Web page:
Growing wealth divide puts globalization at risk
By Ben Hirschler
LONDON (Reuters) - A backlash against rising inequality - evident from the Occupy movement to the Arab Spring - risks derailing the advance of globalization and represents a threat to economies worldwide, according to the World Economic Forum.
Severe income disparity and precarious government finances rank as the biggest economic threats facing the world, according to the group's 2012 Global Risks report released on Wednesday.
The 60-page analysis of 50 risks over the next decade precedes the World Economic Forum's (WEF) annual meeting in two weeks' time in the Swiss ski resort of Davos, and paints a bleak picture of an increasingly uncertain world.
Over the past four decades, Davos, which brings together politicians, central bankers and business leaders, has become a byword for globalization. Now confidence about the steady gains from the onward march of the global marketplace is faltering.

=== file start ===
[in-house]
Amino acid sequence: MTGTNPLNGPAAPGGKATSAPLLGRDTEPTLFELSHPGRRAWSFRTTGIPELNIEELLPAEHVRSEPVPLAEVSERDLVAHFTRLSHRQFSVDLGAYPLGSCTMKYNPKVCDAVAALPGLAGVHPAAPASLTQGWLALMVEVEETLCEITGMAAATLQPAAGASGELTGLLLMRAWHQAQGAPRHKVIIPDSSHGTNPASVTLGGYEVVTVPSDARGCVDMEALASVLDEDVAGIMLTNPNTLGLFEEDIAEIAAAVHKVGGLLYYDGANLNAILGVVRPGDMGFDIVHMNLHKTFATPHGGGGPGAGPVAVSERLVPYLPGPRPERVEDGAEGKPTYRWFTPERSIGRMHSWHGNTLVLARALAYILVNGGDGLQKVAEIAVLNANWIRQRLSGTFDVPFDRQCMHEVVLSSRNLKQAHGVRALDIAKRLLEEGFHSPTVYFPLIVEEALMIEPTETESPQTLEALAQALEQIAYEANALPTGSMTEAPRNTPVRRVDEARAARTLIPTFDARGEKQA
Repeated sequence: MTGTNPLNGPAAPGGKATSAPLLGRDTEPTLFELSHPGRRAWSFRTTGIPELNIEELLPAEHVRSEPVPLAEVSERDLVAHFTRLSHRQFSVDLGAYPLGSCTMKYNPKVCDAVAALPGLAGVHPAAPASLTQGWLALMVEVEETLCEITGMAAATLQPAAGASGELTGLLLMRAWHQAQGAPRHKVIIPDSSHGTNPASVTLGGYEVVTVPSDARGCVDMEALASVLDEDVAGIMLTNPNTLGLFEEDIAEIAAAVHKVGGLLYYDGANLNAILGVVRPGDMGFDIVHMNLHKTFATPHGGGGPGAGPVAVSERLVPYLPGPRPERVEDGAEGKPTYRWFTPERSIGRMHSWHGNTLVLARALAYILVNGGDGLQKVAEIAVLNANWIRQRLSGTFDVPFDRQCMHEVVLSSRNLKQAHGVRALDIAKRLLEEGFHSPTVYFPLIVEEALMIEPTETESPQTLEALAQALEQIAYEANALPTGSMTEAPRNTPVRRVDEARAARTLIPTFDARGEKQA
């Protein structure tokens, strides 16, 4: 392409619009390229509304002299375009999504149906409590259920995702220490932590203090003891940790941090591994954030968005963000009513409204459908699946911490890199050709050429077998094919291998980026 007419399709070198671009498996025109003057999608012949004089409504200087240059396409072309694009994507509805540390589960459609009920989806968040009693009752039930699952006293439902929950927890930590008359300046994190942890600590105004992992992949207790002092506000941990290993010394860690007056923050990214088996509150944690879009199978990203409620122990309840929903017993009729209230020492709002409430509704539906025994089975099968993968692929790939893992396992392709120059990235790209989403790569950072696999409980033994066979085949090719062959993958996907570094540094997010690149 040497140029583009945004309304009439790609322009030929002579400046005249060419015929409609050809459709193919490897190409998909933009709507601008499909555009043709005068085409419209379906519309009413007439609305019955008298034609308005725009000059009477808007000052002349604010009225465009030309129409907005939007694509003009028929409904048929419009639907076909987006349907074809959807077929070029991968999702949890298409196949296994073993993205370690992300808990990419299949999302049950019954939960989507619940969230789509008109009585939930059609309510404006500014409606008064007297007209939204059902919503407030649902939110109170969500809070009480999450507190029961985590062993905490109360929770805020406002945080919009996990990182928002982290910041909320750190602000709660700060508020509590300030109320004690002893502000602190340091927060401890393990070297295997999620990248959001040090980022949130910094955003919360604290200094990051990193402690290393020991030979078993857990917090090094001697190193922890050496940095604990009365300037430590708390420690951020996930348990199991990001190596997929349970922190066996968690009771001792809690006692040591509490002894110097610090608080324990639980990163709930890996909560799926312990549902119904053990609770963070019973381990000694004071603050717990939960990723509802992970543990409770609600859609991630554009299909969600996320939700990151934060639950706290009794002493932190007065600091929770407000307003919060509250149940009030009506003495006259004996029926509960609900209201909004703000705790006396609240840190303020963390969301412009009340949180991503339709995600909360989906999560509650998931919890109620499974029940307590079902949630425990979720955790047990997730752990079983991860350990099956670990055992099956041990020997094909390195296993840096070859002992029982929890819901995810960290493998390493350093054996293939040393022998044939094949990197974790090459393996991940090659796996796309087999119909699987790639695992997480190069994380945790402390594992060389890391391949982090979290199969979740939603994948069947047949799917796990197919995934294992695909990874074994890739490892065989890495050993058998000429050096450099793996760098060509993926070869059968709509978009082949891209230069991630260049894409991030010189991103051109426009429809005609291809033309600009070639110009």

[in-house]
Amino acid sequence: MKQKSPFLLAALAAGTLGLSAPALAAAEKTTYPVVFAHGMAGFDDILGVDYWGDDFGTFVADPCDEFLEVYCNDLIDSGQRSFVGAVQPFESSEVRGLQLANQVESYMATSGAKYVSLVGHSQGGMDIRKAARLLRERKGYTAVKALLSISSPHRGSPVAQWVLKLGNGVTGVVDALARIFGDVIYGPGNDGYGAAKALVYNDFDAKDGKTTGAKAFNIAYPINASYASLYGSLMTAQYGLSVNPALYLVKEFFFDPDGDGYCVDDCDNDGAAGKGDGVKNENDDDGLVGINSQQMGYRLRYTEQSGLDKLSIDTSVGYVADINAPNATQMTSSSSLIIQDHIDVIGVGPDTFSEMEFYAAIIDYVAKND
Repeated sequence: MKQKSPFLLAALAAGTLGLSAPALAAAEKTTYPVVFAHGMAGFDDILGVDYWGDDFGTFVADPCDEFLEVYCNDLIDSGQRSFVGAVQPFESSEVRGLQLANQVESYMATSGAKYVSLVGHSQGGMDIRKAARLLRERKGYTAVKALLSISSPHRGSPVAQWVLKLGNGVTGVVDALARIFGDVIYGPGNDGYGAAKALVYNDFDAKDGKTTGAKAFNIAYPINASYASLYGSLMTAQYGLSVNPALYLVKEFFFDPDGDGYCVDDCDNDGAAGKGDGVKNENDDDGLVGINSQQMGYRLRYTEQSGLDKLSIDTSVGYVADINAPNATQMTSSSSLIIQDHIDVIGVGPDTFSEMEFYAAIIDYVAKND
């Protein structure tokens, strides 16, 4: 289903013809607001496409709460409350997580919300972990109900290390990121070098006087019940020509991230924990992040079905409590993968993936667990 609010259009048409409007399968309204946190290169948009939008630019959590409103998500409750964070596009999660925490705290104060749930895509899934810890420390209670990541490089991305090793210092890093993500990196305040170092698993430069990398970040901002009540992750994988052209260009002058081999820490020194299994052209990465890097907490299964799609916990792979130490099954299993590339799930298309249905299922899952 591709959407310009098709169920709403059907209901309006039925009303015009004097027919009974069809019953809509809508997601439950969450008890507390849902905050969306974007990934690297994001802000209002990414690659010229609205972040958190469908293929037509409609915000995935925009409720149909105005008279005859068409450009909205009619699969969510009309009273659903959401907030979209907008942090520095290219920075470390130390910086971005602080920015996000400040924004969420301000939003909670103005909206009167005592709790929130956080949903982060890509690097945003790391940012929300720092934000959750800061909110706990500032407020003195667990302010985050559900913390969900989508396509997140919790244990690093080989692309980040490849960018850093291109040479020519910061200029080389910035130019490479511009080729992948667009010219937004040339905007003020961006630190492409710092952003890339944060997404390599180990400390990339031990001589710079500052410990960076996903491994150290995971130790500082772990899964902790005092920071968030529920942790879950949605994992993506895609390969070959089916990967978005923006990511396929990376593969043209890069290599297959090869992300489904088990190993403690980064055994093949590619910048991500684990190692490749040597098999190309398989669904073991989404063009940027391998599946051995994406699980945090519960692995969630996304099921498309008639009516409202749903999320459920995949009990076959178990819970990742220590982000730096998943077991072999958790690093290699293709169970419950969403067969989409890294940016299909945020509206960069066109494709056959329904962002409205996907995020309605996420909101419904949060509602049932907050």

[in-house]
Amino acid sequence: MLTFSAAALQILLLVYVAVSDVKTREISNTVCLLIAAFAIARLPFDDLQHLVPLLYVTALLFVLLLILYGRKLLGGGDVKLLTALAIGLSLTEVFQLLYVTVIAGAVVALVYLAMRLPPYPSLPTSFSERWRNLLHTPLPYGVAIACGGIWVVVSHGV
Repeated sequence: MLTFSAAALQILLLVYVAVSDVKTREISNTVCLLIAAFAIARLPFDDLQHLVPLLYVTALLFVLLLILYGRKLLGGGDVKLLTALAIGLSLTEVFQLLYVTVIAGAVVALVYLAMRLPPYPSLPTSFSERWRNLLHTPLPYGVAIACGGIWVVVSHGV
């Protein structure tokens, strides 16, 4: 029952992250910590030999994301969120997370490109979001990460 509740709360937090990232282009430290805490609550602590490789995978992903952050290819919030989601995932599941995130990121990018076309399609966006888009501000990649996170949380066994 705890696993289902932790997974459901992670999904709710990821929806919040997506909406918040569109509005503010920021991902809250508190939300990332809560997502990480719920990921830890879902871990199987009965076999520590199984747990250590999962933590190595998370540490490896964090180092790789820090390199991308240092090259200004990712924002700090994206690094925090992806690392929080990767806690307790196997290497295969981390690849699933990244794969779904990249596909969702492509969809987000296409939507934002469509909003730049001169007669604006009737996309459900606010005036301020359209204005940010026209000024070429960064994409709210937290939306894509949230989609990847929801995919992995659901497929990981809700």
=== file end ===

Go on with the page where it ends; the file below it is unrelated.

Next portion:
Rising youth unemployment, a retirement crisis among pensioners dependent on debt-burdened states and a yawning wealth gap have sown the "seeds of dystopia," according to the report, based on a survey of 469 experts and industry leaders.
For the first time in generations, people no longer believe their children will grow up to have a better standard of living.
"It needs immediate political attention, otherwise the political rhetoric that responds to this social unease will involve nationalism, protectionism and rolling back the globalization process," said Lee Howell, the WEF managing director responsible for the report.
The unsustainable level of government debt in many countries had already been highlighted as a top threat in the previous two WEF risk reports but the chronic nature of fiscal deficits means the issue remains centre stage. Continued...